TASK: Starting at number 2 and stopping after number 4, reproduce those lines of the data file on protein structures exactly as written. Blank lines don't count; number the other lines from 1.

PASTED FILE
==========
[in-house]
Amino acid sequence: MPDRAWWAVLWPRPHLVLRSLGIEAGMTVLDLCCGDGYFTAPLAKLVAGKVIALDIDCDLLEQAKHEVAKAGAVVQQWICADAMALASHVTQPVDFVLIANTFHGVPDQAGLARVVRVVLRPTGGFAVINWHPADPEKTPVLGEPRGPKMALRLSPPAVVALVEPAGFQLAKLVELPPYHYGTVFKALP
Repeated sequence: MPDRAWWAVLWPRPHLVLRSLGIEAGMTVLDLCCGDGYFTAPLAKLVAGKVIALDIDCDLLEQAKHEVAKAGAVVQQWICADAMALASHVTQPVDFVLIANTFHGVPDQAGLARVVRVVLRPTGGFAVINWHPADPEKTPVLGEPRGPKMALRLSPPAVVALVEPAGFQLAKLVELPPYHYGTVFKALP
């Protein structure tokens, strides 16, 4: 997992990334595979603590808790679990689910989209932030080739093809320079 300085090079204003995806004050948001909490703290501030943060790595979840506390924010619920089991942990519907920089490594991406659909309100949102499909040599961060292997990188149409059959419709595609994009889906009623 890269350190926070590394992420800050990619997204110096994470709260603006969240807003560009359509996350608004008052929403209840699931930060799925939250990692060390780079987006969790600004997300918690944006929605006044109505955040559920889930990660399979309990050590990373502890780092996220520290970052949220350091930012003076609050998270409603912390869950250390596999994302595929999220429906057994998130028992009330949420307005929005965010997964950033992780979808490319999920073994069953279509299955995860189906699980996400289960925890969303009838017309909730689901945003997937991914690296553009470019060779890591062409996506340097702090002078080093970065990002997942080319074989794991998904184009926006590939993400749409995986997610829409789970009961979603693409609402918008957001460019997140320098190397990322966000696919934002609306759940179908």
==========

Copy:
Amino acid sequence: MPDRAWWAVLWPRPHLVLRSLGIEAGMTVLDLCCGDGYFTAPLAKLVAGKVIALDIDCDLLEQAKHEVAKAGAVVQQWICADAMALASHVTQPVDFVLIANTFHGVPDQAGLARVVRVVLRPTGGFAVINWHPADPEKTPVLGEPRGPKMALRLSPPAVVALVEPAGFQLAKLVELPPYHYGTVFKALP
Repeated sequence: MPDRAWWAVLWPRPHLVLRSLGIEAGMTVLDLCCGDGYFTAPLAKLVAGKVIALDIDCDLLEQAKHEVAKAGAVVQQWICADAMALASHVTQPVDFVLIANTFHGVPDQAGLARVVRVVLRPTGGFAVINWHPADPEKTPVLGEPRGPKMALRLSPPAVVALVEPAGFQLAKLVELPPYHYGTVFKALP
């Protein structure tokens, strides 16, 4: 997992990334595979603590808790679990689910989209932030080739093809320079 300085090079204003995806004050948001909490703290501030943060790595979840506390924010619920089991942990519907920089490594991406659909309100949102499909040599961060292997990188149409059959419709595609994009889906009623 890269350190926070590394992420800050990619997204110096994470709260603006969240807003560009359509996350608004008052929403209840699931930060799925939250990692060390780079987006969790600004997300918690944006929605006044109505955040559920889930990660399979309990050590990373502890780092996220520290970052949220350091930012003076609050998270409603912390869950250390596999994302595929999220429906057994998130028992009330949420307005929005965010997964950033992780979808490319999920073994069953279509299955995860189906699980996400289960925890969303009838017309909730689901945003997937991914690296553009470019060779890591062409996506340097702090002078080093970065990002997942080319074989794991998904184009926006590939993400749409995986997610829409789970009961979603693409609402918008957001460019997140320098190397990322966000696919934002609306759940179908």